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Peripheral neuropathy is a disorder of the peripheral nerves, which transmit messages from the brain, spinal cord and the central nervous system to other parts of the body. The peripheral nerves inform the body when to feel sensations, like when the hands are cold. It can cause numbness, tingling, prickling and muscle feebleness in different parts of the body.
Peripheral neuropathy can affect different types of nerves, and its effect in different locations can vary. It can affect one nerve or many nerves concurrently. The condition has been linked to several underlying medical conditions. Often, there is no apparent cause. This condition affects about 20 million people in the United States.
Causes of peripheral neuropathy
Many factors can cause peripheral neuropathies, which usually makes it hard to ascertain its origin. Neuropathies can happen due to any of the following factors.
Acquired neuropathies are the result of environmental elements, including trauma, toxins, illness or infection. Common examples of acquired neuropathies include:
- Poor nutrition or nutrient deficiency
- Several inherited diseases
- Certain types of cancer and chemotherapy treatments
- Certain drugs
- Kidney or thyroid disease
- Infections such as shingles, Lyme disease or AIDS
- Conditions that cause the body’s immune system to attack the nerves erroneously or damage them due to an overaggressive reaction to injury
Hereditary neuropathies are relatively rare and are passed genetically from parent to offspring. The most common example is Charcot-Marie-Tooth disease type one, caused by the deterioration of the insulation that encompasses the nerves and aids in conducting electrical impulses required to initiate muscle movement.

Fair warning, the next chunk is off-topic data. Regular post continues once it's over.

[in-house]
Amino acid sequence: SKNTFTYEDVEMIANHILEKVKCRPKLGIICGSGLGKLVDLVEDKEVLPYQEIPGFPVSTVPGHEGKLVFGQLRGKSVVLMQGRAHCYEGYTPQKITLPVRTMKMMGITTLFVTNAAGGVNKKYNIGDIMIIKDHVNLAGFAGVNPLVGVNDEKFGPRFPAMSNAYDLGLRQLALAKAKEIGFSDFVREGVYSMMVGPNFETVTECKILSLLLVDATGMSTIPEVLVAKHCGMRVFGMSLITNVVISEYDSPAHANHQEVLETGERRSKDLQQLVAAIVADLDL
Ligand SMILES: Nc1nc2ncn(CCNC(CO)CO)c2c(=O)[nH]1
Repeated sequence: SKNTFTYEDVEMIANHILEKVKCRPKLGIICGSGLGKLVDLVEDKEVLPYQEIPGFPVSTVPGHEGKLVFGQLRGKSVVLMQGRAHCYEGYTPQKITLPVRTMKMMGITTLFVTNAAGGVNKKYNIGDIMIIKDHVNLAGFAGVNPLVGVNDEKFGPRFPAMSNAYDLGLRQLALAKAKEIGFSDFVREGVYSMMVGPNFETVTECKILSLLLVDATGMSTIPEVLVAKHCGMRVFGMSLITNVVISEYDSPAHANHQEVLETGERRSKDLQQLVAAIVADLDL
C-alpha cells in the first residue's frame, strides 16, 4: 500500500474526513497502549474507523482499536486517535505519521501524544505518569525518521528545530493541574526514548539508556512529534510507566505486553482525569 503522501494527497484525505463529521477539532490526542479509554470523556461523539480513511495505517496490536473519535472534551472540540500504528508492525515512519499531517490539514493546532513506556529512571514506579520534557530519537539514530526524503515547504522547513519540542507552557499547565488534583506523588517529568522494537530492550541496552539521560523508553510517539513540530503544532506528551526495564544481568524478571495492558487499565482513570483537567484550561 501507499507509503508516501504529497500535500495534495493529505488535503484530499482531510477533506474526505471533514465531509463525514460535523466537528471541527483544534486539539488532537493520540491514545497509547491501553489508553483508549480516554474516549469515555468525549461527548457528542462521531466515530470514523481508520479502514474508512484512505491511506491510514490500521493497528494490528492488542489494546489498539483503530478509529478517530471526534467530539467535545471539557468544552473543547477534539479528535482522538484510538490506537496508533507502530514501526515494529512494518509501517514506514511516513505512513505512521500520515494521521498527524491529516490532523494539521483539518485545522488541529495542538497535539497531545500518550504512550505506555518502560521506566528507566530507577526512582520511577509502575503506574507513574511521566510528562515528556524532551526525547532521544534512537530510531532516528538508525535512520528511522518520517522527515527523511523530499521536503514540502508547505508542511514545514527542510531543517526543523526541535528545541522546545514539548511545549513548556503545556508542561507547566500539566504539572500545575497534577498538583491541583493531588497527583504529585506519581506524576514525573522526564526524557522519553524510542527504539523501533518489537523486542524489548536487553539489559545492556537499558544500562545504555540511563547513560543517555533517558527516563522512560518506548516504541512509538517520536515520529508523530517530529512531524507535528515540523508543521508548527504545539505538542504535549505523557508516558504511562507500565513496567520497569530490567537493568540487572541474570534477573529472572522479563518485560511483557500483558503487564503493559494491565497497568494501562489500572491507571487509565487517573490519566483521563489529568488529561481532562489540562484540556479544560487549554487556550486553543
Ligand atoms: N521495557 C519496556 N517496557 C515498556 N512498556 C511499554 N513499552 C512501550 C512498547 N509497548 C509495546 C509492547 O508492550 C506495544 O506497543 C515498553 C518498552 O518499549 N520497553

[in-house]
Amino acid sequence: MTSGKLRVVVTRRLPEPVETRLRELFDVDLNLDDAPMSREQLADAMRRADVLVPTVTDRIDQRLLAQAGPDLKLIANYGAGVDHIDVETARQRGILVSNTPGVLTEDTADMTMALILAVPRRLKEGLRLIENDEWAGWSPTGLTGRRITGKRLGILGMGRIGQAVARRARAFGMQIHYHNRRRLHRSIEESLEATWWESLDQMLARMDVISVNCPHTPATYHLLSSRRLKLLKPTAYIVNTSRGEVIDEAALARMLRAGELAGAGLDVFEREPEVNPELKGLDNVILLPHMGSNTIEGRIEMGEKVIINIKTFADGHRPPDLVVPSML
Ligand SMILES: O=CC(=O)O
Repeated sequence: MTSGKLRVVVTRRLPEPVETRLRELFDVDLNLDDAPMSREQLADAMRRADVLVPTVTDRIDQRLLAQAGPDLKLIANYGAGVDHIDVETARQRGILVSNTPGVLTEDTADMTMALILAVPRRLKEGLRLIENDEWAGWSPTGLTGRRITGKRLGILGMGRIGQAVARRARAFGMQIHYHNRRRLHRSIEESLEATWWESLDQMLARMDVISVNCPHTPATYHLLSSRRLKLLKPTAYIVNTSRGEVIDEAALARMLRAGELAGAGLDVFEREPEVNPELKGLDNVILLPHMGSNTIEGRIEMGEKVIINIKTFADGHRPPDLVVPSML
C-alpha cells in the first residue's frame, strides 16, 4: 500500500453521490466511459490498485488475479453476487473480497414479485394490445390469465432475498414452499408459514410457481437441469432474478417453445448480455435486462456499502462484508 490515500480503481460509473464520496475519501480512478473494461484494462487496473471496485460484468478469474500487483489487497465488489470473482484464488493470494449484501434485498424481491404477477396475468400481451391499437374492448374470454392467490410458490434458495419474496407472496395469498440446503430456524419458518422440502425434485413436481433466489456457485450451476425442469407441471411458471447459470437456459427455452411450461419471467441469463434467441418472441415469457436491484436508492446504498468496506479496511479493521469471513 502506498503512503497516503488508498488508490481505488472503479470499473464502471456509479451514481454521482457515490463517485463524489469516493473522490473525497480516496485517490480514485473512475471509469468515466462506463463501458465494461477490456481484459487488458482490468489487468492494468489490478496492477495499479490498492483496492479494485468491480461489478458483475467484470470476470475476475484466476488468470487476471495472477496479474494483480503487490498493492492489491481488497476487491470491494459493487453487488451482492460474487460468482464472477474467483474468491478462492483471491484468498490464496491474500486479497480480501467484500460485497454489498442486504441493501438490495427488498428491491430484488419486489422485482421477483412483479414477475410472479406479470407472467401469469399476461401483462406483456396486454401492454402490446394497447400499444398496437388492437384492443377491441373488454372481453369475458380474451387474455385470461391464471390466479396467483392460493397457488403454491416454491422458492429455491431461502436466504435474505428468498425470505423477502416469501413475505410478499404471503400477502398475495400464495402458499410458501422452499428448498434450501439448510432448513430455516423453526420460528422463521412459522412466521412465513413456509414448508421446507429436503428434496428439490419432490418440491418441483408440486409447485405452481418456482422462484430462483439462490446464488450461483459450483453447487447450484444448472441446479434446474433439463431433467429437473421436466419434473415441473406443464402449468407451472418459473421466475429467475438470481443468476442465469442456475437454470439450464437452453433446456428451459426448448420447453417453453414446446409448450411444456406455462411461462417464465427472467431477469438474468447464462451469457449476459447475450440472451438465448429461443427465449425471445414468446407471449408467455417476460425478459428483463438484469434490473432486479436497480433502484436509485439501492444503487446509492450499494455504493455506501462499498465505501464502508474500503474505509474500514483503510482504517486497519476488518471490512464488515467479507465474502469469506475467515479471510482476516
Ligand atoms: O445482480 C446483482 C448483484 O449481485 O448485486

Idiopathic neuropathies are from an unspecified cause. Up to one-third of all neuropathy cases belong to this category.
Patients may experience symptoms such as:
- Burning sensation in the feet and hands
- Numbness and tingling in fingers, toes, hands and feet
- Feebleness in the hands
- Loss of dexterity
- Leg weakness or cramps
- Wasting of muscles
The pain caused by peripheral neuropathy can make it hard to move, exercise or sleep. Lack of exercise may eventually worsen the weakness. This issue is common in diabetic patients, but other origins should be considered, like vascular damage.
Treatments for peripheral neuropathy
Many treatments exist to alleviate symptoms, help with pain relief and reverse nerve damage. The doctor will try to find a treatment option that works best for the patient, including over-the-counter drugs, prescriptions or alternative treatments.
Over-the-counter pain relievers are the most commonly bought drugs. They are often effective for mild to moderate neuropathy pain. The two main types include acetaminophen (Tylenol) and nonsteroidal anti-inflammatory drugs such as ibuprofen and aspirin. When over-the-counter drugs are not effective for the pain, the doctor may recommend prescription nonsteroidal anti-inflammatory drugs, antidepressants, narcotics and topical medications.
The major disadvantage of medications is that they simply mask the symptoms and often come with various side effects. Alternative treatments include:
Stem cell therapy
Also known as regenerative medicine, this treatment helps the body regenerate damaged tissues, cells and bones, especially nerve cells. Stem cells are capable of developing into other cells, and injecting them into patients can initiate healing in affected areas.
The blood’s platelets are highly effective repair cells. A small sample of the blood is taken and processed to distillate platelets in the clear plasma of the cell. The PRP is then returned to the body to stop pain and weakness.
Other alternative treatments available are spinal decompression, fitness and weight-loss coaching and acupuncture.
The essence of every treatment for peripheral neuropathy is to help patients get back to their usual routine and restore their quality of life without debilitating pain and dysfunctionality. If you are experiencing symptoms of this condition, do not hesitate to reach out to a health care provider for treatment.
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